Teachers are increasingly turning to online networks to find inspiration and form relationships that build community outside of their school sites. Self-directed social PD is available to teachers when they need it and have time to really invest in their learning. Think of a VLC as a virtual cafe where people congregate and float out their ideas. Those ideas are discussed, refined and then implemented from classroom to classroom in a way that conventional PD is not able to achieve. What social media platforms have taught us is that the learning that works for teachers is more fluid and unstructured.
Like eating Tide Pods and snorting condoms, the Momo challenge is a viral hoax.
As ever, our challenge is this, and it’s a challenge we must face up to in the middle of this war: technology will take us into places that we are ill equipped to deal with. But our ability to deal with it cannot be framed in the old understanding of knowledge, decision making, and power. It’s a new type of challenge that is faced in a new kind of space. And it will require new types of thinking to ensure that, on balance, the change takes us into a new type of space that we can comfortably inhabit. Primary interpretations of the current swathes of change according to know and well understood frameworks may be dangerous: it may comfort us to think of small groups of elite enemy agents undermining our democracy, but this is but one facet of change
Some other read on digital control is Alexandria Samuel’s discussion of parenting styles, Cory Doctorow’s reports on griefers and Alex Hern’s news about YouTube comments and paedophilia.
All of these challenges and trends follow the same formula: A local news station runs a piece overstating a dangerous teen trend. Concerned parents flock to social media to spread the word. Actual teenagers and anyone else who lives their life Extremely Online mock them for their naïveté. Brands and influencers hop on the trend, parodying it and exploiting it for their own gain. And trolls take advantage of those who believe it’s real, often by creating and posting content that seemingly confirms parents’ worst fears. SNL brilliantly parodied this cycle in 2010. Since then, it has only gotten worse.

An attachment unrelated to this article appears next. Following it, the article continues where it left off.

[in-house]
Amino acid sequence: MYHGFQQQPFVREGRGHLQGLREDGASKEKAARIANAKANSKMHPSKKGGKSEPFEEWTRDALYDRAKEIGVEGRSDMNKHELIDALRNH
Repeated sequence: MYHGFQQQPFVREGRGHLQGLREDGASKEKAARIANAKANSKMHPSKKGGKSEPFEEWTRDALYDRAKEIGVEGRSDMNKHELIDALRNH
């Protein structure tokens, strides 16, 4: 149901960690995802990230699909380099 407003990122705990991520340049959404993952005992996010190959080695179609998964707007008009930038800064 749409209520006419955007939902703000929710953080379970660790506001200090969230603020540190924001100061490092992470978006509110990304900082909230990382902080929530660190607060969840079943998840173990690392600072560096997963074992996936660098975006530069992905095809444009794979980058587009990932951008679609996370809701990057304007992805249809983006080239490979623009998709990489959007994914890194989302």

The problem is, these stories are only ever a distraction. They offer false reassurance and an easy fix to the wrong problem. If you can protect your child from the Momo challenge, the thinking goes, you can protect them from bad things on the internet. Unfortunately, maintaining kids’ safety online is a much more complicated and delicate task. “This whole ‘Momo is making kids commit suicide’ is a digital version of playing Beatles records backwards to hear Satanic messages,” says Ben Collins, a journalist who covers misinformation. “It does a real disservice to all the harmful stuff targeting children and teens on YouTube.”
What many parents miss is that the platforms themselves often perpetuate harm. Their automated moderation systems fail to flag inappropriate content. Their skewed content-recommendation algorithms promote extremist beliefs. They don’t protect kids against cyberbullying from peers, they milk kids under the age of 13 for money and engagement, and they promote truly gruesome content.
From Eraserhead to Batman, Under the Skin to Blue Velvet, these are the greatest original compositions for film